Alaska Benefits Parity Win

State Supreme Court says gay public employees’ partnerships must be treated as marriages

The Alaska Supreme Court issued a unanimous ruling on October 28 finding that public employees with same-sex partners are entitled to the same employee benefits as those with legal spouses. The decision was based on the Alaska Constitution’s version of the Equal Protection Clause, which that court has previously held to be broader and more protective of individual rights than the corresponding federal provision.

However, the court also stated that such benefit equality might also be required under the federal Constitution, though such conclusion was not necessary to settle this case.

The ruling came in a case filed in 1999 by the Alaska Civil Liberties Union on behalf of nine public employees and their partners. They claimed that the state’s employee benefits program and that of the city of Anchorage violated the requirement in the Alaska Constitution that citizens be afforded “equal rights, opportunities, and protection under the law.” This language goes further than the U.S. Constitution, which guarantees only “equal protection of the laws.”

The plaintiffs did not challenge the state marriage amendment, enacted shortly before their suit, which provides that only marriages between one man and one woman are valid in Alaska. Instead, they argued that the existence of the marriage amendment actually supported their equal benefits claim, since it explicitly denied gay couples the protections afforded to straight couples by marriage.

The state tried to use the argument that state and local governments have invoked elsewhere with some success, claiming that it was distinguishing between married and unmarried employees and thus not discriminating on the basis of sexual orientation, because employees with unmarried opposite-sex partners are also denied benefits. In light of the Marriage Amendment, however, the court found this argument invalid.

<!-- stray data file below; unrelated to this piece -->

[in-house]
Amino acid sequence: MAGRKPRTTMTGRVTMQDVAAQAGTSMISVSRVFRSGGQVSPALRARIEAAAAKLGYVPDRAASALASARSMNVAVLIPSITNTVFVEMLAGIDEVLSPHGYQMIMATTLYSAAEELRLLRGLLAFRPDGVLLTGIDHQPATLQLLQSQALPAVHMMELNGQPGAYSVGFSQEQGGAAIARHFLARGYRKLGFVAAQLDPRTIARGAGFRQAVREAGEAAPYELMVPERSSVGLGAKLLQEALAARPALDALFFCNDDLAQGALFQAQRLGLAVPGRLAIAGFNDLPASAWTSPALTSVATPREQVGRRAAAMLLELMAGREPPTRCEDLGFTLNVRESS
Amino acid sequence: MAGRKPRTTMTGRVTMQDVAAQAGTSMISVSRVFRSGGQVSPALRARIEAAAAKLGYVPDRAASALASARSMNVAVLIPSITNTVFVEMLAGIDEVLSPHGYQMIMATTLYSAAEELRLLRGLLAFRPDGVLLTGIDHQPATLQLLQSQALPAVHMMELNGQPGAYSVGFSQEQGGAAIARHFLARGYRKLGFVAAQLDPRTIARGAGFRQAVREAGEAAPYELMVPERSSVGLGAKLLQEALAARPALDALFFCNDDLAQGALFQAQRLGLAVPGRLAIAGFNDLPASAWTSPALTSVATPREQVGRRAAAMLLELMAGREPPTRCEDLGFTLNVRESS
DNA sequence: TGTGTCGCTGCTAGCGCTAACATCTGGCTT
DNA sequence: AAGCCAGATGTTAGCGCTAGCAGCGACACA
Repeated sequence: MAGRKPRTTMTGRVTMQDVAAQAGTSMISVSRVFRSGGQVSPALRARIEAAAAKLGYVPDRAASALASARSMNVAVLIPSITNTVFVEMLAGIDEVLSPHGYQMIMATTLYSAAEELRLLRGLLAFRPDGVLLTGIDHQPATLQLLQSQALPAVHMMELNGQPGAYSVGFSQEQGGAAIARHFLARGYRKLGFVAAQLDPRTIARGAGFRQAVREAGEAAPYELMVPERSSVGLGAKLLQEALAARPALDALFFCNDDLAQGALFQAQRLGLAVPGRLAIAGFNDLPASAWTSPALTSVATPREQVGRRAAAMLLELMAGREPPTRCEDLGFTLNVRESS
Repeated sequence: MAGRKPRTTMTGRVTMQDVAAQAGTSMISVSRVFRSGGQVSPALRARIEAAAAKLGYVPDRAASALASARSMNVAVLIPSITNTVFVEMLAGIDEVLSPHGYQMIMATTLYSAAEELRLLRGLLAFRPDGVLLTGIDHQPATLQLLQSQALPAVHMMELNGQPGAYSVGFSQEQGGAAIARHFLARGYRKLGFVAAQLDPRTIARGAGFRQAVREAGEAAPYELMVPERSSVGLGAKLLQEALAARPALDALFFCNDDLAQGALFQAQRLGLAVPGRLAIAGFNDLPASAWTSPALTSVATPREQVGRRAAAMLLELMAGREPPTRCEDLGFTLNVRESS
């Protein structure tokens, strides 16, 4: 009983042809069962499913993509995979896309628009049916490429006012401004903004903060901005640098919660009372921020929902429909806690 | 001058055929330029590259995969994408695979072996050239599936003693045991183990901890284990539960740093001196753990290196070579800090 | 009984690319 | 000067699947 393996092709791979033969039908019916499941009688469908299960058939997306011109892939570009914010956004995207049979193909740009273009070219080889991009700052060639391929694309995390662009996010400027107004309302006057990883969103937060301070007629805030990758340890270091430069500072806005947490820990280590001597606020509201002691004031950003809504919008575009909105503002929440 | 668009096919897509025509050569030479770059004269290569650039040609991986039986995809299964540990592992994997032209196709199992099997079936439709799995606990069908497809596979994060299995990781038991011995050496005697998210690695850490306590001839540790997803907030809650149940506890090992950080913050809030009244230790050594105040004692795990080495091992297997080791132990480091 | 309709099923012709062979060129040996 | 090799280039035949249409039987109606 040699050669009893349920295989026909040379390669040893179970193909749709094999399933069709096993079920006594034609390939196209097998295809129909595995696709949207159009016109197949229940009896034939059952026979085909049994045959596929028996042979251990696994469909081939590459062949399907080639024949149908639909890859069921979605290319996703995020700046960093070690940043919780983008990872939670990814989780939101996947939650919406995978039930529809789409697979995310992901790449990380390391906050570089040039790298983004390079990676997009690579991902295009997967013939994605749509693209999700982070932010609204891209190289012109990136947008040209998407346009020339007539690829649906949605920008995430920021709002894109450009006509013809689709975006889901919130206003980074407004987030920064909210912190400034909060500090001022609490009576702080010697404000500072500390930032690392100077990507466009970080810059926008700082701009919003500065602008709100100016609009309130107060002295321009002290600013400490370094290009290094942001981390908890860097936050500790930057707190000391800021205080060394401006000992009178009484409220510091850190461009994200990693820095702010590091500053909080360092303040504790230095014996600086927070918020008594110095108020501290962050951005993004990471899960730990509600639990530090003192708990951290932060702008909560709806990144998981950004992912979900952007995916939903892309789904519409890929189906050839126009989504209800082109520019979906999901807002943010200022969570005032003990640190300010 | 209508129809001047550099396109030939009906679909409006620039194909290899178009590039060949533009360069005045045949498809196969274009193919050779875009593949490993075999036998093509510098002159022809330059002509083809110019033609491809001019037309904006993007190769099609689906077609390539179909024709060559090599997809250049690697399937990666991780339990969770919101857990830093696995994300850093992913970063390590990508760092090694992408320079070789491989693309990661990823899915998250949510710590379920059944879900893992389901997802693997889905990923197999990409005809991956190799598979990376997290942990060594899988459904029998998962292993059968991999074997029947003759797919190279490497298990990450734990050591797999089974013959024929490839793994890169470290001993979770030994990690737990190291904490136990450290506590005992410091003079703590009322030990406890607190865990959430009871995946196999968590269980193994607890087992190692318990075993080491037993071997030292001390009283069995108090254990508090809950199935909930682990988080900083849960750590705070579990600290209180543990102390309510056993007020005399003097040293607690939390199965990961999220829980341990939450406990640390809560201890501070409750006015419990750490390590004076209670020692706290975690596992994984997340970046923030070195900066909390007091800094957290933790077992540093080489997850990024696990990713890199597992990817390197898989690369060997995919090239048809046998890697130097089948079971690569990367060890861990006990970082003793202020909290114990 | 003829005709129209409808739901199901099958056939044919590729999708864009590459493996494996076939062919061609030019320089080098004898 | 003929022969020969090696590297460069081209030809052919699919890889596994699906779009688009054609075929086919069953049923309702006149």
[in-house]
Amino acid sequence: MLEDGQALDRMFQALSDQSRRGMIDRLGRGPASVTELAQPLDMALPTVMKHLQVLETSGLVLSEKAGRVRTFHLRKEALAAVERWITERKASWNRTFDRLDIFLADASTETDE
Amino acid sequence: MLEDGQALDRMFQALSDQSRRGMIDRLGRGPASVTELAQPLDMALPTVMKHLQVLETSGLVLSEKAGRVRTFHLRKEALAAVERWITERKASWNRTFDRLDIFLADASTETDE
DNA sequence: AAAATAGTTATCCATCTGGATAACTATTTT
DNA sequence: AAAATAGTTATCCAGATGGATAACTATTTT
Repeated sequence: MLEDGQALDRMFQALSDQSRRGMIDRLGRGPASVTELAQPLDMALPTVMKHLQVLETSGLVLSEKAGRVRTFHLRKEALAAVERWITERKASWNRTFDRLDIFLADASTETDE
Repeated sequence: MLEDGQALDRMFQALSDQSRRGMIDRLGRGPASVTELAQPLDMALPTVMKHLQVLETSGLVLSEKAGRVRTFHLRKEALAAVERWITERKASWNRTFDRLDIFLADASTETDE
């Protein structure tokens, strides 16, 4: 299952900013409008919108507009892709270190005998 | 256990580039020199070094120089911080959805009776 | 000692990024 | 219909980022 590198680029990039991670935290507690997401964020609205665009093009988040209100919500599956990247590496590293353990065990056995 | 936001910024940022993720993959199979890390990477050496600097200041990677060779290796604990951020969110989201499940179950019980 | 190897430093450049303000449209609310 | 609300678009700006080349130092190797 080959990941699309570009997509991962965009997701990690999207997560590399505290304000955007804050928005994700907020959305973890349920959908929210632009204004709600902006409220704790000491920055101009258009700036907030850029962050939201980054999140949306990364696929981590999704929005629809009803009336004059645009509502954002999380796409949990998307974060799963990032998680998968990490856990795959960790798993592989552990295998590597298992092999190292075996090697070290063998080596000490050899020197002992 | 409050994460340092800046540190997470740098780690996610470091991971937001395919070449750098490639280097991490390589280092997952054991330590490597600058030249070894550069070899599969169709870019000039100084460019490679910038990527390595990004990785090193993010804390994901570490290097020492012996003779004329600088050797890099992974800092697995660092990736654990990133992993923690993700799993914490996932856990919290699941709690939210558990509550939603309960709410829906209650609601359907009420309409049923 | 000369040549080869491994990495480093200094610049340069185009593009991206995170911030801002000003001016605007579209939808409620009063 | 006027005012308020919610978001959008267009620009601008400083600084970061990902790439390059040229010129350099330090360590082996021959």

Writing for the court, Justice Robert L. Eastaugh quoted from the U.S. Supreme Court’s 2003 decision in the Lawrence v. Texas sodomy case that “it is the duty of courts ‘to define the liberty of all, not to mandate [their] own moral code.’” The court held that there was no inconsistency between banning same-sex marriage, on the one hand, and finding that same-sex partners of state employees are entitled to equal benefits coverage, on the other, because the plaintiffs were not challenging the denial of marriage, just the denial of benefits. Unlike some other state marriage amendments, Alaska’s does not aim to broadly deny gay and lesbian couples all “legal incidents of marriage.”

The court’s decision implied, without actually stating, that if the marriage amendment had not been enacted in Alaska, same-sex couples might have had a good argument for entitlement to full marriage rights under the state Constitution. It treated the exclusion from marriage enacted as a narrow exception to the general equality requirement of the state Constitution.

The state advanced three principal arguments to justify the exclusion of benefits to same-sex couples—cost, administrative difficulty, and an interest in promoting traditional marriage. While conceding that all three of these are legitimate interests of the state, the court nonetheless found that they could not justify the exclusion.

Noting that the aim of containing costs and the goal of promoting marriage were in obvious conflict, the court found that the real issue in terms of expense was to make certain that benefits were extended only to those in truly close relationships with public employees. Same-sex domestic partners’ relationships are just as close as spousal relationships, the court found.

The court dismissed the administrative concern, noting that many state, municipalities, and businesses have solved that problem.

Most significantly, the court rejected the argument that excluding gay couples from benefits coverage would advance the state’s goal of promoting marriage, pointing out that there was no convincing argument that more people would get married because gays denied benefits. The only Alaskans so motivated, in fact, would be gay couples denied benefits who might consider sham marriages to receive what was denied them.

Because this ruling was an appeal from a lower court’s summary judgment against the plaintiffs, the court invited briefs from both parties on how the benefits programs could be adjusted to remedy their constitutional flaw.

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